By Christina Shaman ’16 and William Gordon ’17
On her first day at Lafayette, Brianna Braswell ’16 almost packed up her car and went back home to Washington, D.C. Overwhelmed by the new environment, she wandered aimlessly around campus until she ran into a senior Posse member, who made her feel at home.
For Braswell, Posse, a full-tuition leadership scholarship for students from public high schools, is about more than the money she receives. It is about the support.
The Posse Foundation, which is a national program with 55 partner colleges and universities in 23 states, currently has two chapters at Lafayette: Posse D.C. and Posse New York. But reports from a presidential working group at Lafayette were released this December, recommending that the school reallocate funds away from Posse D.C. into need-based financial aid. These recommendations are still under consideration by the college.
The recommendations, which included reallocating the money the college spends on Posse D.C. to need-based financial aid, came from one of the three presidential working groups at the college—the Presidential Working Group on Financial Aid, Student Profile, and Tuition. The working group also proposed the idea of decreasing the amount of money allocated to Marquis Scholarships.
At the general faculty meeting on Feb. 2, the big-picture goals proposed by the three presidential working groups—increasing enrollment size, moving toward need-blind financial aid and technical faculty salary adjustments—were approved. But the faculty did not approve the specific ways of implementing these goals.
Still, in order for the college to officially move forward with broad goals, they must be approved by the board of trustees, which meet next week. The specific details of implementation, however, do not need to be approved by the board. For more information about this process, see the section below this article.
The specific recommendations by the working groups are still being talked about among the faculty, which Provost Abu Rizvi said was an anticipated part of the process. They are also being looked at by the Enrollment Planning Committee (EPC) at the college.
According to Byerly, these recommendations do not have to be approved for several months. But if they are approved and implemented, they will not affect current Posse students’ scholarships.
The idea is to make the college more accessible financially to students of diverse backgrounds, who may not otherwise be able to afford full tuition.
With the money saved if the college phased out Posse D.C., it could be more accessible for students of diverse backgrounds through greater financial aid., said associate professor Markus Dubischar, who is also the chair of the EPC and was on the Presidential Working Group on Financial Aid, Student Profile, and Tuition. This is because many Posse scholars would not qualify for full scholarships without the Posse program, Dubuschar said.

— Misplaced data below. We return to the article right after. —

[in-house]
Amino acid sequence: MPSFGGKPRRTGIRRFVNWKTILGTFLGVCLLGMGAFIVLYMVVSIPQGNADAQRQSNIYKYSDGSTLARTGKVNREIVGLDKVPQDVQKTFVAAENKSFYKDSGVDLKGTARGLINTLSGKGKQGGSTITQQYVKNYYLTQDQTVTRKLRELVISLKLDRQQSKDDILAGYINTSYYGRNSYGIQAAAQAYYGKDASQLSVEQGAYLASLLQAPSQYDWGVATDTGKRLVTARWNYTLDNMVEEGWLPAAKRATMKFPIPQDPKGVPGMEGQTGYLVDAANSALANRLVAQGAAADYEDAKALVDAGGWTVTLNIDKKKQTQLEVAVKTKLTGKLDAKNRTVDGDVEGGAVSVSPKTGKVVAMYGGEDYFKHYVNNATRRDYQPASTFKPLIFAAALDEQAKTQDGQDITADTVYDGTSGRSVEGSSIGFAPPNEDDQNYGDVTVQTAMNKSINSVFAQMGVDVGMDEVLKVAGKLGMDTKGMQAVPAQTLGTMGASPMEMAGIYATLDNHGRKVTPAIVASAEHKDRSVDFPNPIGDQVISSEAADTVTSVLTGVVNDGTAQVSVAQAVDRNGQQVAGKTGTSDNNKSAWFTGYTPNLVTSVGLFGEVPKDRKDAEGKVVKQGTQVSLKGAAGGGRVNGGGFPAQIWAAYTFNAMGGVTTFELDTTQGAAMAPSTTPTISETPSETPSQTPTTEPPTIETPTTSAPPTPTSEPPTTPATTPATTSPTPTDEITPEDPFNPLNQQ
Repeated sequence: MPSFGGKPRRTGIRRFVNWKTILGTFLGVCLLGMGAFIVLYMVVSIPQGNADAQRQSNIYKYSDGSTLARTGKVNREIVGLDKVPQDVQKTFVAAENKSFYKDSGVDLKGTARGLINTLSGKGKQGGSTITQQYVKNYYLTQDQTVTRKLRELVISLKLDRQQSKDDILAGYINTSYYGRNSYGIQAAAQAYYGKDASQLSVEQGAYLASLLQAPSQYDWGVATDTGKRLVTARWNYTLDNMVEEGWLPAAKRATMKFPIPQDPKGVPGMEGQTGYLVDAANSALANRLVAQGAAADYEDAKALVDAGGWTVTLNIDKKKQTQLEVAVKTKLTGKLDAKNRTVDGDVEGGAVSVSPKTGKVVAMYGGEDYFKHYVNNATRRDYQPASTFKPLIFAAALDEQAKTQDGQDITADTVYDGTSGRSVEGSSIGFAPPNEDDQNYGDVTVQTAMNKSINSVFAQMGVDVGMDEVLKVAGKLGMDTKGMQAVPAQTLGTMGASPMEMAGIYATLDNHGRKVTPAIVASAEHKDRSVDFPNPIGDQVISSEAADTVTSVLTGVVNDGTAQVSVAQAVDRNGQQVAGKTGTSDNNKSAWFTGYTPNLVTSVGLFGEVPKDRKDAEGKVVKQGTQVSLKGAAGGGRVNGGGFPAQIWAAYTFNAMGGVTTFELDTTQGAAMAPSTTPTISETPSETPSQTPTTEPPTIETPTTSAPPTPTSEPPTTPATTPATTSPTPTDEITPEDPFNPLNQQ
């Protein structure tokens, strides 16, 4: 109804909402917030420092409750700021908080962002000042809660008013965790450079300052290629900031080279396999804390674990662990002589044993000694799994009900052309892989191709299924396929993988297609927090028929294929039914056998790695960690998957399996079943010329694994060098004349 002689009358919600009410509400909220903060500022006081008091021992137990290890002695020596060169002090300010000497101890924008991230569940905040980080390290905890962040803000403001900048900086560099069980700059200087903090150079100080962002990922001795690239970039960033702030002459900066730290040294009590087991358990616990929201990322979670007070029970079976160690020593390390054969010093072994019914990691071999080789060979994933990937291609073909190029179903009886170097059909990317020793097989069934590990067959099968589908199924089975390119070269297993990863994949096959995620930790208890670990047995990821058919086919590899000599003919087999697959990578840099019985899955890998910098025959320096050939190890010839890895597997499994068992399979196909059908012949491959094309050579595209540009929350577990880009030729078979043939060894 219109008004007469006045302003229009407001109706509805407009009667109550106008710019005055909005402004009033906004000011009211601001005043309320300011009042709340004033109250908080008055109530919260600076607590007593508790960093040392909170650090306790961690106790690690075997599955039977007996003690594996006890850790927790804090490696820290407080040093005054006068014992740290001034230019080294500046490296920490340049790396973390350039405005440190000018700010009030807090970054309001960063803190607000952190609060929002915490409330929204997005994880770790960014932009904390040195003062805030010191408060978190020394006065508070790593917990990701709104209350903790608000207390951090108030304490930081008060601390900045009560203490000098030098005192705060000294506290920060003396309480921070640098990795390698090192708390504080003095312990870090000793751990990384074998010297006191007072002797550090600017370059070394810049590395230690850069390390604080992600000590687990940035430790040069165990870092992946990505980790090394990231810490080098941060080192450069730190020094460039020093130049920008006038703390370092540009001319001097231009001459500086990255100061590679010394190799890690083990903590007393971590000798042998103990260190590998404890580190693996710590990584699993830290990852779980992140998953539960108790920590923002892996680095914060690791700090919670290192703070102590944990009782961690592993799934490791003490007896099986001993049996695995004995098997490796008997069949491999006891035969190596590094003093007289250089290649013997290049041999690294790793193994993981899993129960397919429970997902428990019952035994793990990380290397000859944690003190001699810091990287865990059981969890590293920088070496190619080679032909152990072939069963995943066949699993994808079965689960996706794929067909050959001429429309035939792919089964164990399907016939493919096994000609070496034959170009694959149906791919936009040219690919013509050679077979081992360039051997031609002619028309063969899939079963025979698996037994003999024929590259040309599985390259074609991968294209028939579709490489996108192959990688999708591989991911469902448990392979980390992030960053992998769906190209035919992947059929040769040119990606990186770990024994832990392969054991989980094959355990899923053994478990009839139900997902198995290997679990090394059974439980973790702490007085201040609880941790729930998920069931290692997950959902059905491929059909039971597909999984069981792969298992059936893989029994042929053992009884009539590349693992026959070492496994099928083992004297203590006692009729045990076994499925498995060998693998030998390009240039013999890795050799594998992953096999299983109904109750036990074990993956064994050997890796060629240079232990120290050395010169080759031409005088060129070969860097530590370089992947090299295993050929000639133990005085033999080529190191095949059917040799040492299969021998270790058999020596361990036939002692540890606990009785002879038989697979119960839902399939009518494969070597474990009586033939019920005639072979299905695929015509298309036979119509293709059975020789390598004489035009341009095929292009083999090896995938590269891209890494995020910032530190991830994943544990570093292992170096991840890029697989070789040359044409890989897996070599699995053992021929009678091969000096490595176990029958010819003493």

One additional motivation given behind the recommendation to phase Posse D.C. out in favor of need-based financial aid was that admissions could recruit more students on their own from D.C. than the 10 students that come to the college each year through Posse.
The reason the presidential working group recommended reallocating funds from Posse D.C., rather than Posse New York, is because admissions has had an easier time getting non-Posse students interested in Lafayette from New York through the Posse program, Byerly said.
But according to Posse scholar JJ Wanda ‘16, Posse D.C. does have reach beyond the ten annually selected Posse scholars. Wanda said that there were 1,600 students nominated for Posse from D.C. in the year that he came to Lafayette. This means that the school is getting its name out, not only to ten people through the Posse program, but to over 1,600, he said.
If the school got rid of Posse D.C., they would lose not just ten people but 1,600, Wanda said. He added that none of the Posse D.C. scholars he knows had heard of Lafayette before Posse.
One way that Lafayette could get more students from the D.C. area interested in the college without Posse is through the use of various community based organizations (CBOs), Dubischar said. But, he said, these CBOs do not have the same mentorship programs and structure as Posse.
Professor and Posse D.C. 5 mentor Michelle Geoffrion-Vinci said that the college should be focused on more than just attracting and recruiting diverse students.
“It should be about bringing students in and keeping them here,” she said, adding that Posse is a highly successful way of doing that.